The Use of Literature, and in Particular, an Original Novel Entitled Ariachne's Thread, as a Vehicle for the Expression of Philosophical Ideas Concerning Authenticity at the Margins of Society

Washington Irving, Salve Regina University


This dissertation argues for the possibility of literature, and in particular the novel, as philosophy. It recognizes the distinction between the two but argues that the novel form, with its inherent play of language—its use of tropes, its polylogogical stance, punning, polysemy, catachreses, aporias, equivocations, etc. within a fluid daedalic narrative leads inevitably to an ironic stance, questioning the very ground on which we stand; that is, a visceral understanding of ever changing vocabularies in which no one sees his or her vocabulary as fixed or ontological but rather contextual, ironic and ever changing; one in which no one vocabulary holds a ‘true’ view of infinite vision; what Donna Haraway refers to as the “god trick,” the “conquering gaze from nowhere” (Haraway, “Situational Knowledges,” 581–590) and thus offers a more open-ended, de-ontological perspective than philosophy proper. The dissertation argues that fiction asks for the language to be deconstructed, re-made, re-contextualized, remaining fluid, slippery and vital. “Deconstruction is not a dismantling of the structure of a text, but a demonstration that it has already dismantled itself. Its apparently solid ground is no rock,” says J. Hillis Miller. The dissertation first presents the theory behind and within the defense of the novel as philosophy. It sets the stage for the thesis by playing off of the dominant and at times dominating, modern linguistic theories, particularly deconstruction, and argues that literature has always been modern as far back as the ancient Greeks. By taking a de-constructive approach, language becomes more expansive and less able to be pinned down, thus negating the metaphysical pre-Nietzschean in favor of the modern. There are greater possibilities for uncovering the truths that are hidden in the language of the text. The dissertation moves from the linguistic to the narrative elements that make up the text of the novel. It argues that not only does the author slip away, negating himself in the fluid nature of the narrative, but that a monological text in the sense of coming from one mind is in itself an impossibility. There is rather “an implicit multiplying of the authorizing source of a story,” what J. Hillis Miller refers to as polylogology. Intentionality becomes secondary as language and narrative become predominant. The narrative becomes neither writer nor text but hybrid in which the actor/actant relationship to the agent/goal as described by Bruno Latour is in this dissertation conflated with the writer/text relationship as described by J. Hillis Miller to create a multi-contextual, ironic text. The dissertation argues that in fiction, Richard Rorty’s ironic stance is a kind of permanent parabasis. In narrative, it stands outside of itself, refers back to itself as in an allegorique de lui même, commenting on itself, questioning itself, always at odds with what it is saying, calling attention to its alterior meaning at all times. Never at home, constantly shifting its vocabularies, its contingent truths, through the paradigmatic associations embedded in its signs. The dissertation’s defense substantiates its theoretical claim regarding the value of literature in uncovering or discovering philosophy in the postmodern age by applying it in the completion of Ariachne’s Thread, an original novel that speaks directly to these issues, using them within the novel form itself. Thus, I will have a theory and a proof of that theory.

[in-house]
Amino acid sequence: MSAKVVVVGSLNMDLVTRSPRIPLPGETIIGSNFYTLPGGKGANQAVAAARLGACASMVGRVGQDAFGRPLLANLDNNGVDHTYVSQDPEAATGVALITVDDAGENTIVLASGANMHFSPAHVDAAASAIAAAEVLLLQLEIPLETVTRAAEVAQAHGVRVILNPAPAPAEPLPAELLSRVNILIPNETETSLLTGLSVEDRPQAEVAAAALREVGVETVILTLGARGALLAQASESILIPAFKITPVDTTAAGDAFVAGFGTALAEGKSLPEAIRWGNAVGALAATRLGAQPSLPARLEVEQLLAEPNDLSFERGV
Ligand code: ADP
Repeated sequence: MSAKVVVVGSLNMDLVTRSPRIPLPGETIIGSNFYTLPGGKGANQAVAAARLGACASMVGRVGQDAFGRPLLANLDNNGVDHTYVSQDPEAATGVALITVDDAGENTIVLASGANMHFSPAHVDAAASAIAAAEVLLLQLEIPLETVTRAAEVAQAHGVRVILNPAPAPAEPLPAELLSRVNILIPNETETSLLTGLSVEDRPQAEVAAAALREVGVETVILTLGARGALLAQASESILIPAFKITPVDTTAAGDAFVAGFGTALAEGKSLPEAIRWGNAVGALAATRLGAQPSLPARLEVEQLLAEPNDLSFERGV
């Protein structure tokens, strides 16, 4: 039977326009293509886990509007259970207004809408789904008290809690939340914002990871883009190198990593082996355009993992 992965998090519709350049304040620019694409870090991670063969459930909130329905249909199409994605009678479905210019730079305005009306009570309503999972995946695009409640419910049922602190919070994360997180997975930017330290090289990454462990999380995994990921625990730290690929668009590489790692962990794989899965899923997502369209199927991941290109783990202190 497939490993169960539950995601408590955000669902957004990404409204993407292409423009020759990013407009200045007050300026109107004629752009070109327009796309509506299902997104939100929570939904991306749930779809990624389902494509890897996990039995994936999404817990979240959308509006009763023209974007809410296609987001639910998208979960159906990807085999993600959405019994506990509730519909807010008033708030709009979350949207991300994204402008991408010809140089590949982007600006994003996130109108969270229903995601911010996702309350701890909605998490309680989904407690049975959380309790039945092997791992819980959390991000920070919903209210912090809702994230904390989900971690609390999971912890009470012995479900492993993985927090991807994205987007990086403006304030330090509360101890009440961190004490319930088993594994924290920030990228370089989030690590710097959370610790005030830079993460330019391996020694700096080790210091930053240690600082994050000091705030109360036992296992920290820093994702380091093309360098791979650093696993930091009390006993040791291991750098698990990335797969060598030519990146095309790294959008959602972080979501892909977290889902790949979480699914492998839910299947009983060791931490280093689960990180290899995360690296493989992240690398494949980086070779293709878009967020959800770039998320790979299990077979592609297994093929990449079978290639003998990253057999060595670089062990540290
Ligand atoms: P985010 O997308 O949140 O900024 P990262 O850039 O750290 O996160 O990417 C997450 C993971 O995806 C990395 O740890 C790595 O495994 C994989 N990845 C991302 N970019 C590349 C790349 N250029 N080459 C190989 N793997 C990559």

Subject Area

Linguistics|Comparative literature|Philosophy

Recommended Citation

Irving, Washington, "The Use of Literature, and in Particular, an Original Novel Entitled Ariachne's Thread, as a Vehicle for the Expression of Philosophical Ideas Concerning Authenticity at the Margins of Society" (2019). Doctoral Dissertations. AAI13858356.